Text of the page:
Sheffield schools invited to get back to nature

Shire Brook Valley: Richard Pearson of the Shire Brook Conservation Group (left) and Sheffield Council Ranger Tom Broadhead walking across Linleybank Meadow

Shire Brook Valley: Richard Pearson of the Shire Brook Conservation Group (left) and Sheffield Council Ranger Tom Broadhead walking across Linleybank Meadow

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Sheffield schools are being invited to come and meet the widlife at Shire Brook Valley Nature Reserve.

The reserve’s ranger, Nell Dixon, has extended the invititation to schools and other children’s groups in the city to come and visit the old sewage works and landfill site to see for themselves the wildlife that’s moved into the area.

Nell said: “We want people to realise what a beauty this site is, even though it’s kind of hidden away.

“Children are so excited when they come here, they ask so many questions. One child found a caterpillar two inches long, and he couldn’t believe this bright green creature with a mohican haircut would grow up to be a moth.”

Richard Pearson, from the Shire Brook Valley Conservation Group, said: “I grew up near here, but we never came down as youngsters because it was just a sewage works then. But now there’s such a variety of habitats, with ponds, streams, wildflower meadows, and it’s so accessible. It’s smashing.”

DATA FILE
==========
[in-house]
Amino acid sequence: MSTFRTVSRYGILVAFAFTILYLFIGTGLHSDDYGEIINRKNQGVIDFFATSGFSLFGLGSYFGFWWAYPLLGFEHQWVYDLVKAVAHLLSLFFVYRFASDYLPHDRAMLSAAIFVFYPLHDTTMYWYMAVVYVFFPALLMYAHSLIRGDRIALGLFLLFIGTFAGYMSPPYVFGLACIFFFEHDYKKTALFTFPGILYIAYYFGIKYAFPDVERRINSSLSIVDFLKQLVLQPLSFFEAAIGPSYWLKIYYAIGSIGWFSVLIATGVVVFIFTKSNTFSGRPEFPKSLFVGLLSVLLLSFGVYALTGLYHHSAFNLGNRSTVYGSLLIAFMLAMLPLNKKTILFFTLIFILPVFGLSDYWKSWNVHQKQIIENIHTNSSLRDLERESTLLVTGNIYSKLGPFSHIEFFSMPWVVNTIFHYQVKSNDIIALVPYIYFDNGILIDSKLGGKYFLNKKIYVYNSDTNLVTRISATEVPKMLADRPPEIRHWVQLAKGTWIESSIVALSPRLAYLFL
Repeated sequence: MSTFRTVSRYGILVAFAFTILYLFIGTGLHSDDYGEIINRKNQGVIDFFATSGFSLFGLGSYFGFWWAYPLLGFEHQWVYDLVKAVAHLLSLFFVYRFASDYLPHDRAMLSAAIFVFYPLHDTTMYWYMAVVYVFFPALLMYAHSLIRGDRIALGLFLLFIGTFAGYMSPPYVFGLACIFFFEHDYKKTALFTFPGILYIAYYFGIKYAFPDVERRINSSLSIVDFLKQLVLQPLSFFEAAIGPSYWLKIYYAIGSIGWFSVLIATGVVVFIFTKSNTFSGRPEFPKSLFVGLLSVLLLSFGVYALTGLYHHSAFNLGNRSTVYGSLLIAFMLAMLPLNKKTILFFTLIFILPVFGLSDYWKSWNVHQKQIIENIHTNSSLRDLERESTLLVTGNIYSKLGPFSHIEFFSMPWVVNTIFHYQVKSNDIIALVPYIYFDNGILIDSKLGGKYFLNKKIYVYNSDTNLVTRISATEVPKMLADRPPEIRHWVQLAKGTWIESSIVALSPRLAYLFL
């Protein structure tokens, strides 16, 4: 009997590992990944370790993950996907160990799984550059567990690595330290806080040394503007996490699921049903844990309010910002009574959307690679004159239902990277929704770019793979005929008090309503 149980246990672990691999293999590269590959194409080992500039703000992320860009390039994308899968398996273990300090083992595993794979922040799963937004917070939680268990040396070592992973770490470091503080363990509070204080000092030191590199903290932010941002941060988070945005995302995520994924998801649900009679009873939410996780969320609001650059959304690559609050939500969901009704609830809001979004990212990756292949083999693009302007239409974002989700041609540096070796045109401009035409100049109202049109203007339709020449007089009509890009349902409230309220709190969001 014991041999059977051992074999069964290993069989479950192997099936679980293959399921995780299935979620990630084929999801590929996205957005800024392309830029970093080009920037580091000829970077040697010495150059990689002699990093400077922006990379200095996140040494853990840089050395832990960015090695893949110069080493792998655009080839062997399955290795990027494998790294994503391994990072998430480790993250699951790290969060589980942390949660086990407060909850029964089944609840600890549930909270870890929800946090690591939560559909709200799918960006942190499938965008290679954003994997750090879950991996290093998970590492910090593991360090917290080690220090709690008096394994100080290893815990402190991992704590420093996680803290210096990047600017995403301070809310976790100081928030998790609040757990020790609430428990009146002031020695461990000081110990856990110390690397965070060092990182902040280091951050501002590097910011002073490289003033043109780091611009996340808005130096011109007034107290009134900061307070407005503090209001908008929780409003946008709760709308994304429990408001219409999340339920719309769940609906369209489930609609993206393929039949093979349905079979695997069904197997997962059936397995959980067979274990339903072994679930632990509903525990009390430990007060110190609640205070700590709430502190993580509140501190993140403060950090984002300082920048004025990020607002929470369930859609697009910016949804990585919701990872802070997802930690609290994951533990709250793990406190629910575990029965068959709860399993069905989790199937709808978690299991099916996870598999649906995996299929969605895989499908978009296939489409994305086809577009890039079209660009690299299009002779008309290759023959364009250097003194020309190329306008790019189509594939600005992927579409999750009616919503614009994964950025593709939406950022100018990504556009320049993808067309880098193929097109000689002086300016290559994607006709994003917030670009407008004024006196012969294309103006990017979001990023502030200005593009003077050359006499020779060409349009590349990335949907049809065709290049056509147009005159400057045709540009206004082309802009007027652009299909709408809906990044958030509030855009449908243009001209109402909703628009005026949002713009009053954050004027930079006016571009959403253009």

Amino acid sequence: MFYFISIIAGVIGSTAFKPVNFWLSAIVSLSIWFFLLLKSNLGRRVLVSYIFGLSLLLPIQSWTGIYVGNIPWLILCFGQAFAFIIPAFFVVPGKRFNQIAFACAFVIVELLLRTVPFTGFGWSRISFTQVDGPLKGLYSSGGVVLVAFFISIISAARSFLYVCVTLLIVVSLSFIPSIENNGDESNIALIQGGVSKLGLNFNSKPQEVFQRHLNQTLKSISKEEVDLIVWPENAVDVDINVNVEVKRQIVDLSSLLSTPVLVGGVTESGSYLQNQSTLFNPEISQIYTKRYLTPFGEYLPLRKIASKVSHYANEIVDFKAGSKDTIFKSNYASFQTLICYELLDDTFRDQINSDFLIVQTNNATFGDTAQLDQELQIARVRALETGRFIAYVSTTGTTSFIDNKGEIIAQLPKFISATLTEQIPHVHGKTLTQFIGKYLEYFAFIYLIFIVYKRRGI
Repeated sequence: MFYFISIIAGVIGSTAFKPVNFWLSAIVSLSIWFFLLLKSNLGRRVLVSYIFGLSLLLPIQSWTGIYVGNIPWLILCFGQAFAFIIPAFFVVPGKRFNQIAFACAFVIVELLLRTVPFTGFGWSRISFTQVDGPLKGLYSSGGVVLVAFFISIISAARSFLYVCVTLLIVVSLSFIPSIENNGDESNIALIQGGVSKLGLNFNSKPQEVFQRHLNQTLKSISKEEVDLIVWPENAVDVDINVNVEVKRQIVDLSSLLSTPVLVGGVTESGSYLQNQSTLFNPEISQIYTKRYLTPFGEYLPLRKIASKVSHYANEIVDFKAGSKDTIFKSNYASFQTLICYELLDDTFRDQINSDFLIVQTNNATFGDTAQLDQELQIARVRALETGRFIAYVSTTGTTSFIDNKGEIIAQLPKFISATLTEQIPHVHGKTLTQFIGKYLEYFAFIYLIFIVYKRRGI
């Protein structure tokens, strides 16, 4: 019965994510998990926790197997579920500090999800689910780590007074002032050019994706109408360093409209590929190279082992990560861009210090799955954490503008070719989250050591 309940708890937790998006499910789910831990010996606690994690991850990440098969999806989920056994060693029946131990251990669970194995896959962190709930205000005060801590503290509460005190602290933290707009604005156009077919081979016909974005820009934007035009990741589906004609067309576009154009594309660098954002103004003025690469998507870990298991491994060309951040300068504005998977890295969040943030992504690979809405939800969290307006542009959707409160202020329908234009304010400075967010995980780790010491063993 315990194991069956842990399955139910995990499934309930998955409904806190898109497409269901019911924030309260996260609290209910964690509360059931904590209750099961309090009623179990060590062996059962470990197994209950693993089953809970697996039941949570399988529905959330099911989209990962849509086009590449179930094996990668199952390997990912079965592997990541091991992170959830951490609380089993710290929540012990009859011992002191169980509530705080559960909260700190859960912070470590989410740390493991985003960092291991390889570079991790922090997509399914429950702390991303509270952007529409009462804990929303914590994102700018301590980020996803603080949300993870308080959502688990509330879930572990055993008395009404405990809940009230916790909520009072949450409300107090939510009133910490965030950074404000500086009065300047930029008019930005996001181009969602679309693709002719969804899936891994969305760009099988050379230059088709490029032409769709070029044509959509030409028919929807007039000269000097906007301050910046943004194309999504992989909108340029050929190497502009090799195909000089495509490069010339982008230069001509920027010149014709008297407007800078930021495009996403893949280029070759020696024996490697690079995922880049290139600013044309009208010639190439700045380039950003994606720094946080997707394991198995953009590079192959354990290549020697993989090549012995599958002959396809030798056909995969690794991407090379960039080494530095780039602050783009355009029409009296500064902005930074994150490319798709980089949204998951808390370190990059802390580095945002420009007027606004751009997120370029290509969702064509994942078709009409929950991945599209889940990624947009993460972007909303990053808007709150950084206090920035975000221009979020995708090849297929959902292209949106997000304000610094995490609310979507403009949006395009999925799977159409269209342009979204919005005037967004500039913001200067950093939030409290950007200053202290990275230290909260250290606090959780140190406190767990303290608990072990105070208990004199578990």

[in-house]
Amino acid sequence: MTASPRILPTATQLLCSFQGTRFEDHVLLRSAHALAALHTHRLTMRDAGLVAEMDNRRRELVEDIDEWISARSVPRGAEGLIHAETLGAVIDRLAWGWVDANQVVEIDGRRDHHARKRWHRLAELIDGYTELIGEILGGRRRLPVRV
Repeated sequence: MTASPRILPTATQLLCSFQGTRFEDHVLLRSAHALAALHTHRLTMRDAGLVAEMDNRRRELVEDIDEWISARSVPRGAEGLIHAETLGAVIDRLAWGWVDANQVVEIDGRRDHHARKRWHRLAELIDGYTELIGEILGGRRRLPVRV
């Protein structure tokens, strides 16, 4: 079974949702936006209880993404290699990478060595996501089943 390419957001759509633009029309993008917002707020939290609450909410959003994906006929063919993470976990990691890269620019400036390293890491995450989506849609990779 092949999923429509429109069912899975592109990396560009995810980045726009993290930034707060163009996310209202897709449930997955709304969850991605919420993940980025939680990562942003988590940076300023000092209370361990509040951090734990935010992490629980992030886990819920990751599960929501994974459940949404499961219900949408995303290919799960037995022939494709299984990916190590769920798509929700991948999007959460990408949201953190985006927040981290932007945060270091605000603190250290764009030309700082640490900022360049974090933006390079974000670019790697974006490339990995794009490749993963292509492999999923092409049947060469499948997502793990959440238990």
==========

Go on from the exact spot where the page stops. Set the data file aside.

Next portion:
Much of the valley, near Crystal Peaks, was designated as a nature reserve in 1999, and after years of pond building, tree planting, scrub clearing and meadow planting by the city council along with the Shire Brook Valley Conservation and Heritage Groups, local ranger Tom Broadhead says the site now feels like countryside, with butterflies, bats, birds of prey and even grass snakes thriving in the woods and meadows.

“What people think of as a ‘natural’ environment rarely occurs naturally any more in England after centuries of human activity,” said Tom.

“Woodland left to its own devices would become a dense mix of native and introduced species and brambles, for example.

“With the reduction of grazing animals like deer, you actually have to put a lot of work in to maintain what should be a natural environment.

“A lot of people from this side of Sheffield drive out to the Peak District, when all this is within walking distance. But why drive out to somewhere miles away when you’ve got this on your doorstep?”

Primary or secondary school teachers or youth leaders interested in the Tuesday learning sessions - supported by Natural England - can contact Nell Dixon on nell.dixon@sheffield.gov.uk or call 0114 2356348.

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